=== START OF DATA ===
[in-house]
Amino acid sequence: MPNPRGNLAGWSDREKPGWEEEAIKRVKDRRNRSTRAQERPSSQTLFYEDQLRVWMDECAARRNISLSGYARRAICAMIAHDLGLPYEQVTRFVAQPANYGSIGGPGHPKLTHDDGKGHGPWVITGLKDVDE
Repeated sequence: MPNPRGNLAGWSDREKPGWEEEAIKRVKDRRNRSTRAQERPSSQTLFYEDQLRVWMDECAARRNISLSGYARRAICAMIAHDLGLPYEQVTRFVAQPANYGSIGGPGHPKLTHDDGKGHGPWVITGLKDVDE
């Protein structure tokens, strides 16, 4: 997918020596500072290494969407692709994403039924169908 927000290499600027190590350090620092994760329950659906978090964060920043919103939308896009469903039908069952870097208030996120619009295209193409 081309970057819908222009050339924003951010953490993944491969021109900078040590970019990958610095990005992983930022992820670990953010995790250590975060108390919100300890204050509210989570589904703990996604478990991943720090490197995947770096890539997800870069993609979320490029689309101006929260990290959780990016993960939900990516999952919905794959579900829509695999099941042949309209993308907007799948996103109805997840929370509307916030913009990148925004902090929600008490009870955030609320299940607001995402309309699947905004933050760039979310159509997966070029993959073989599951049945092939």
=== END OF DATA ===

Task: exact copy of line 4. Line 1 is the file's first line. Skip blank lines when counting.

């Protein structure tokens, strides 16, 4: 997918020596500072290494969407692709994403039924169908 927000290499600027190590350090620092994760329950659906978090964060920043919103939308896009469903039908069952870097208030996120619009295209193409 081309970057819908222009050339924003951010953490993944491969021109900078040590970019990958610095990005992983930022992820670990953010995790250590975060108390919100300890204050509210989570589904703990996604478990991943720090490197995947770096890539997800870069993609979320490029689309101006929260990290959780990016993960939900990516999952919905794959579900829509695999099941042949309209993308907007799948996103109805997840929370509307916030913009990148925004902090929600008490009870955030609320299940607001995402309309699947905004933050760039979310159509997966070029993959073989599951049945092939």